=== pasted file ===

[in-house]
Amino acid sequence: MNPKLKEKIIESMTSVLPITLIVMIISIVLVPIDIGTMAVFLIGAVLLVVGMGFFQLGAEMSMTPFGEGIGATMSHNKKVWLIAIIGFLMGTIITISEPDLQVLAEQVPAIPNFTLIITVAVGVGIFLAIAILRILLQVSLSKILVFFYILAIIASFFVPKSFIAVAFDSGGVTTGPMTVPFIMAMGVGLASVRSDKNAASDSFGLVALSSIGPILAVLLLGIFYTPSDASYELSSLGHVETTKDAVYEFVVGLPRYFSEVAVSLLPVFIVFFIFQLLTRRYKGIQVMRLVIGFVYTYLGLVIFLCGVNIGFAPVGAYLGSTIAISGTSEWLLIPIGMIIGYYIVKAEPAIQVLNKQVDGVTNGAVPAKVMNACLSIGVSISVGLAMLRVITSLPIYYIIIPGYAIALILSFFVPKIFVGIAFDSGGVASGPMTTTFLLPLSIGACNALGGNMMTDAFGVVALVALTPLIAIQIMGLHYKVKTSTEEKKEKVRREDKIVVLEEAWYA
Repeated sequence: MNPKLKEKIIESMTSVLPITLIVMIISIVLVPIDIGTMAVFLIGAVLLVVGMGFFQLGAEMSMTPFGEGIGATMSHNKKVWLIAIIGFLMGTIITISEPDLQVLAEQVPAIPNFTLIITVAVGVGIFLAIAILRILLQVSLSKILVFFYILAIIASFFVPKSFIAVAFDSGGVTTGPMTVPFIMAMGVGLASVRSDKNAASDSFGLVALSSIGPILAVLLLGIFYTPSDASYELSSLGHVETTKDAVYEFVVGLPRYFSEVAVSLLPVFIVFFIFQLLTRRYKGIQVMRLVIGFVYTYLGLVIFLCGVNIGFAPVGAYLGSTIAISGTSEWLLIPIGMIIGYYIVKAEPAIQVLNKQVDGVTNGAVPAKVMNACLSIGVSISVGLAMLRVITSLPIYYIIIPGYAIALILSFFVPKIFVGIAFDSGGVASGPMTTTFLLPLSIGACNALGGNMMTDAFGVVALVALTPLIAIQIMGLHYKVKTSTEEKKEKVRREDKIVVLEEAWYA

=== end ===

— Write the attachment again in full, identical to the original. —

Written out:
[in-house]
Amino acid sequence: MNPKLKEKIIESMTSVLPITLIVMIISIVLVPIDIGTMAVFLIGAVLLVVGMGFFQLGAEMSMTPFGEGIGATMSHNKKVWLIAIIGFLMGTIITISEPDLQVLAEQVPAIPNFTLIITVAVGVGIFLAIAILRILLQVSLSKILVFFYILAIIASFFVPKSFIAVAFDSGGVTTGPMTVPFIMAMGVGLASVRSDKNAASDSFGLVALSSIGPILAVLLLGIFYTPSDASYELSSLGHVETTKDAVYEFVVGLPRYFSEVAVSLLPVFIVFFIFQLLTRRYKGIQVMRLVIGFVYTYLGLVIFLCGVNIGFAPVGAYLGSTIAISGTSEWLLIPIGMIIGYYIVKAEPAIQVLNKQVDGVTNGAVPAKVMNACLSIGVSISVGLAMLRVITSLPIYYIIIPGYAIALILSFFVPKIFVGIAFDSGGVASGPMTTTFLLPLSIGACNALGGNMMTDAFGVVALVALTPLIAIQIMGLHYKVKTSTEEKKEKVRREDKIVVLEEAWYA
Repeated sequence: MNPKLKEKIIESMTSVLPITLIVMIISIVLVPIDIGTMAVFLIGAVLLVVGMGFFQLGAEMSMTPFGEGIGATMSHNKKVWLIAIIGFLMGTIITISEPDLQVLAEQVPAIPNFTLIITVAVGVGIFLAIAILRILLQVSLSKILVFFYILAIIASFFVPKSFIAVAFDSGGVTTGPMTVPFIMAMGVGLASVRSDKNAASDSFGLVALSSIGPILAVLLLGIFYTPSDASYELSSLGHVETTKDAVYEFVVGLPRYFSEVAVSLLPVFIVFFIFQLLTRRYKGIQVMRLVIGFVYTYLGLVIFLCGVNIGFAPVGAYLGSTIAISGTSEWLLIPIGMIIGYYIVKAEPAIQVLNKQVDGVTNGAVPAKVMNACLSIGVSISVGLAMLRVITSLPIYYIIIPGYAIALILSFFVPKIFVGIAFDSGGVASGPMTTTFLLPLSIGACNALGGNMMTDAFGVVALVALTPLIAIQIMGLHYKVKTSTEEKKEKVRREDKIVVLEEAWYA